Product liability: Allen & Ors v Depuy International Ltd
In the recent High Court case of Allen & Ors v Depuy International Ltd (2014), Stewart J considered the application of the Rome II Regulation (“Rome II”), the Private International Law (Miscellaneous Provisions) Act 1995 (“PILA”) and the territorial scope of the Consumer Protection Act 1987 (“CPA”), in relation to a number of product liability claims that had resulted in the claimants sustaining personal injury.
The case concerned claims by non-European Union (“EU”) residents, arising out of prosthetic hip implants that were alleged to be defective. The devices had been manufactured in the UK by an English company.
Each of the claimants had suffered adverse side-effects from the hip implants. The claim involved ten sample claimants, representing a cross-section of a few hundred overseas residents whose claims had been stayed pending a ruling on preliminary issues in the sample claims.
Whilst the claimants had received their prostheses in New Zealand, Australia and South Africa, they chose to issue proceedings in England, being the defendant’s country of domicile.
The claimants argued that the law of England and Wales should apply to their claims and that they should be entitled to rely on the CPA. The defendant asserted that “local law” should be applied to each claim and that the test for deciding the relevant country should be where the claimant had either; (a) first suffered injury, or (b) where the claimant had received their implant. If the defendant’s test was the correct test, the relevant country would not be England for any of the cases.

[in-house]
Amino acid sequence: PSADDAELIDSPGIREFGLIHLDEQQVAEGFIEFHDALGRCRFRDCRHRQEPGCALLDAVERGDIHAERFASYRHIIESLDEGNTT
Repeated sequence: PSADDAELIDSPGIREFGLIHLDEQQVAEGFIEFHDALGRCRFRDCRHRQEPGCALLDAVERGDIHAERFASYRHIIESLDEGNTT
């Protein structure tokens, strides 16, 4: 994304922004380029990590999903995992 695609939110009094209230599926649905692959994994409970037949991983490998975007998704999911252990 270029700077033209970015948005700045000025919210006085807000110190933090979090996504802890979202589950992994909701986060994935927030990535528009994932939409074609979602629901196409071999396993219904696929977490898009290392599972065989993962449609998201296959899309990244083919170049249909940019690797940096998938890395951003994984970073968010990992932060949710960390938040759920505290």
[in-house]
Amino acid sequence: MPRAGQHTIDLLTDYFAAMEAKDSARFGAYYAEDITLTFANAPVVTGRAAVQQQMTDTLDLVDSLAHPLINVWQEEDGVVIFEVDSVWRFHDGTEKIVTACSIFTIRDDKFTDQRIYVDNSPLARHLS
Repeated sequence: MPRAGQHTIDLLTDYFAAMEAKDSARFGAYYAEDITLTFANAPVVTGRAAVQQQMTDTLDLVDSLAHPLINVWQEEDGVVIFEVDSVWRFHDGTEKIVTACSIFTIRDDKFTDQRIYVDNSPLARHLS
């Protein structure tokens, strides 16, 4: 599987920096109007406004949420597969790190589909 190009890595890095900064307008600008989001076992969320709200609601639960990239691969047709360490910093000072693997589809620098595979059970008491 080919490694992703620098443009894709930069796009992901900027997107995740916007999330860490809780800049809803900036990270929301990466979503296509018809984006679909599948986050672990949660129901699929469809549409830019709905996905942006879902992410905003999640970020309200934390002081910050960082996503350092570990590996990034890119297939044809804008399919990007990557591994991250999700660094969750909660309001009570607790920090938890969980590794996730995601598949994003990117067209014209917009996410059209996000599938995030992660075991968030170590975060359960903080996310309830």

In the circumstances, it was crucial for the court to determine which country’s law should apply.
In tort where the “events giving rise to damage” (“EGRD”) occur after 11 January 2009, then article 31 of Rome II would dictate under which country’s law the cases should be tried. In the event that the EGRD was before 11 January 2009, then the Private International Law (Miscellaneous Provisions) Act would apply as the relevant legislation.
The preliminary issues to be determined were:
Whether, for the purposes of article 31 of Rome II, the event giving rise to damage (“EGRD”) in each case occurred before 11 January 2009 (by which time all the prostheses had been manufactured, distributed and implanted) or whether the EGRD was after that date; and
If the date of the EGRD occurred before 11 January 2009, what was the law applicable to that claim; and
In the event that English law applied to any of the claims, whether the CPA applied.
Rome II and events giving rise to damage
The Judge held that the EGRD should be the date of either:
the manufacture or distribution of the defective prostheses; but if he was wrong about that then
the date of implantation was the date of the EGRD.
All of these key dates occurred before 11 January 2009 and accordingly, the Judge found that Rome II did not apply and, as a consequence, PILA governed the determination of applicable law as it was the effective legislation before the introduction of Rome II.